Background: Alcohol dependence is a chronic relapsing illness. While some patients respond to treatment, others continue to drink alcohol and suffer serious health effects such as delirium tremens, liver failure, heart disease, and central nervous effects. One option society has used to force treatment and abstinence is the legal mechanism of "involuntary commitment." The goal of this study was to determine the utilization of "involuntary commitment" among the 72 counties in Wisconsin. Methods: A statewide survey was conducted using a mailed survey to assess the current use of this treatment option. Results: Forty-nine counties responded to the survey (68%); the mean number of commitments in the last year was 5 with a range of 0 to 30. Of the petitioners who participated in the commitment, 98% were family members, 62% were friends, 49% were physicians, and 26% were counselors. Over half of the respondents (53%) felt that the process was effective in helping people deal with their alcoholism. Discussion: The overall perception among those surveyed is that involuntary commitment for the treatment of alcohol dependence can help addicted persons, but its utilization varies by county in Wisconsin. Physicians may consider exploring the use of this legal process to assist patients struggling with alcoholism.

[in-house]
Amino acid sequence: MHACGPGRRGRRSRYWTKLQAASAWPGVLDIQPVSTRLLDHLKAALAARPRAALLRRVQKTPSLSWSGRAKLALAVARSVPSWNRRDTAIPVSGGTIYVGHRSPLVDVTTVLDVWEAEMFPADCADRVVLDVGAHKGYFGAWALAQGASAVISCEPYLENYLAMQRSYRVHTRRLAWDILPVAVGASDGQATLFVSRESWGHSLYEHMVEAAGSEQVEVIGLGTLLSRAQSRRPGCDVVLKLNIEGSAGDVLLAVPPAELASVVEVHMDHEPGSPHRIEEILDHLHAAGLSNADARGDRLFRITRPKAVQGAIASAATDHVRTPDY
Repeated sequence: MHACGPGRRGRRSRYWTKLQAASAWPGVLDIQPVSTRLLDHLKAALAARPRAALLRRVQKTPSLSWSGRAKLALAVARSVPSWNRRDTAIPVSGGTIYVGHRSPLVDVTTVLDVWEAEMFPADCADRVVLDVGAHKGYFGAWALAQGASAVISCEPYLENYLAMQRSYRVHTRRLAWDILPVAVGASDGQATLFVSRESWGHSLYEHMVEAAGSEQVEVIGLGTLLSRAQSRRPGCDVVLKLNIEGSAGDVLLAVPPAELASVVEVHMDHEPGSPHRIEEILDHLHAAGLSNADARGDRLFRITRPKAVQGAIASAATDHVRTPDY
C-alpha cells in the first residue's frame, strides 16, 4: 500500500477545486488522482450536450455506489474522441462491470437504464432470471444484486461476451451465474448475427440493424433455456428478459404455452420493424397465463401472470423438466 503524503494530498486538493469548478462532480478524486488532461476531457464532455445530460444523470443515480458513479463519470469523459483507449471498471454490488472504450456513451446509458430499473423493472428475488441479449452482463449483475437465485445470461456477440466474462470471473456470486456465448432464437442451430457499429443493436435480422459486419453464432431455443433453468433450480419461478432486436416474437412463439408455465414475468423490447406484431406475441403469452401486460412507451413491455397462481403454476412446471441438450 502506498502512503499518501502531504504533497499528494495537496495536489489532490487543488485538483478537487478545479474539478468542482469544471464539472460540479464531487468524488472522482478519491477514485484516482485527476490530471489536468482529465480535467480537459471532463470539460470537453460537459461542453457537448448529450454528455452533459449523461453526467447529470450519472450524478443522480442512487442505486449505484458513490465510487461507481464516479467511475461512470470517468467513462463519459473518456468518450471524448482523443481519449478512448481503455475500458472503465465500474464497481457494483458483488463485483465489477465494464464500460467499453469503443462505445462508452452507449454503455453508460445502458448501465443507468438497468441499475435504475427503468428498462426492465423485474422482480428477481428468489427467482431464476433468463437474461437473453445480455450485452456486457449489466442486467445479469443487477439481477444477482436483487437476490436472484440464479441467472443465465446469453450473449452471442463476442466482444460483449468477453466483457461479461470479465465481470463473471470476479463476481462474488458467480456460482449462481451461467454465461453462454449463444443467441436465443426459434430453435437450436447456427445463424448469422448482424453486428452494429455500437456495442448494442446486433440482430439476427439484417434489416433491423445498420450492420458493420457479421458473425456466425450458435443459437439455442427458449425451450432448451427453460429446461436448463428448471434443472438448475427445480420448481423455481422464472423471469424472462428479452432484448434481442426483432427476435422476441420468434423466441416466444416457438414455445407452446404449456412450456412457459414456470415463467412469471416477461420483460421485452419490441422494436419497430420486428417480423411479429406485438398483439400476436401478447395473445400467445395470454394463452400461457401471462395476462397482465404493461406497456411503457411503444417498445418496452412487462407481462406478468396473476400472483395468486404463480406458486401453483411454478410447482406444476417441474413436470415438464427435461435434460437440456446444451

|Original language||English (US)|
|Number of pages||3|
|Journal||Wisconsin Medical Journal|
|State||Published - Jul 24 2012|
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